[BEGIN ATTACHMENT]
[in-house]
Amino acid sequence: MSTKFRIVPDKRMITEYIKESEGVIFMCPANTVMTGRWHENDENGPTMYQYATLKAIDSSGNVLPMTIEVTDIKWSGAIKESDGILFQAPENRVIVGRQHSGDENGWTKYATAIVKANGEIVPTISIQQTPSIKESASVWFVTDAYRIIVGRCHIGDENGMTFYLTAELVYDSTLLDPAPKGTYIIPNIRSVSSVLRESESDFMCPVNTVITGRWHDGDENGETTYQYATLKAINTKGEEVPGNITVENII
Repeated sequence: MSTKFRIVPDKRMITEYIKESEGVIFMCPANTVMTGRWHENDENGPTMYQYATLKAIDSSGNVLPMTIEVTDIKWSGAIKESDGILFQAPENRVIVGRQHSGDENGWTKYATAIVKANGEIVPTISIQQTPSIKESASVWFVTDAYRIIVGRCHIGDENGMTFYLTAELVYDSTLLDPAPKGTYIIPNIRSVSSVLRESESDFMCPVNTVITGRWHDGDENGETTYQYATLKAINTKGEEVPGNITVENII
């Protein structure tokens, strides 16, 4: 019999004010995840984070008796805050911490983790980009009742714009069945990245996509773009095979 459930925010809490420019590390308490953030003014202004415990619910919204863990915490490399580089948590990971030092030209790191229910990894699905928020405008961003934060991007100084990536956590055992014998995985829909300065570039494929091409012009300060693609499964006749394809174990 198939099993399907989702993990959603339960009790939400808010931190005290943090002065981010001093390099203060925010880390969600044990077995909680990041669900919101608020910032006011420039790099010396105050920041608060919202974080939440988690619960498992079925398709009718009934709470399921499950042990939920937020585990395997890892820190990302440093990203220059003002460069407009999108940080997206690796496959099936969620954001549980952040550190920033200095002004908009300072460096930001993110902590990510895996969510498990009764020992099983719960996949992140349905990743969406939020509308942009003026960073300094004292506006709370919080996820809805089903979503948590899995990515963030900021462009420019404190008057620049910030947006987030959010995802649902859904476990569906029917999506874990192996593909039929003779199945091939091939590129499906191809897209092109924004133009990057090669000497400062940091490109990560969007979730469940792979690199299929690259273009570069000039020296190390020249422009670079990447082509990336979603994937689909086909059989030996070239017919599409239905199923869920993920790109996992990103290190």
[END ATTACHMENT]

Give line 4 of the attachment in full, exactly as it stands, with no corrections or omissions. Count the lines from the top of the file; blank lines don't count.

């Protein structure tokens, strides 16, 4: 019999004010995840984070008796805050911490983790980009009742714009069945990245996509773009095979 459930925010809490420019590390308490953030003014202004415990619910919204863990915490490399580089948590990971030092030209790191229910990894699905928020405008961003934060991007100084990536956590055992014998995985829909300065570039494929091409012009300060693609499964006749394809174990 198939099993399907989702993990959603339960009790939400808010931190005290943090002065981010001093390099203060925010880390969600044990077995909680990041669900919101608020910032006011420039790099010396105050920041608060919202974080939440988690619960498992079925398709009718009934709470399921499950042990939920937020585990395997890892820190990302440093990203220059003002460069407009999108940080997206690796496959099936969620954001549980952040550190920033200095002004908009300072460096930001993110902590990510895996969510498990009764020992099983719960996949992140349905990743969406939020509308942009003026960073300094004292506006709370919080996820809805089903979503948590899995990515963030900021462009420019404190008057620049910030947006987030959010995802649902859904476990569906029917999506874990192996593909039929003779199945091939091939590129499906191809897209092109924004133009990057090669000497400062940091490109990560969007979730469940792979690199299929690259273009570069000039020296190390020249422009670079990447082509990336979603994937689909086909059989030996070239017919599409239905199923869920993920790109996992990103290190």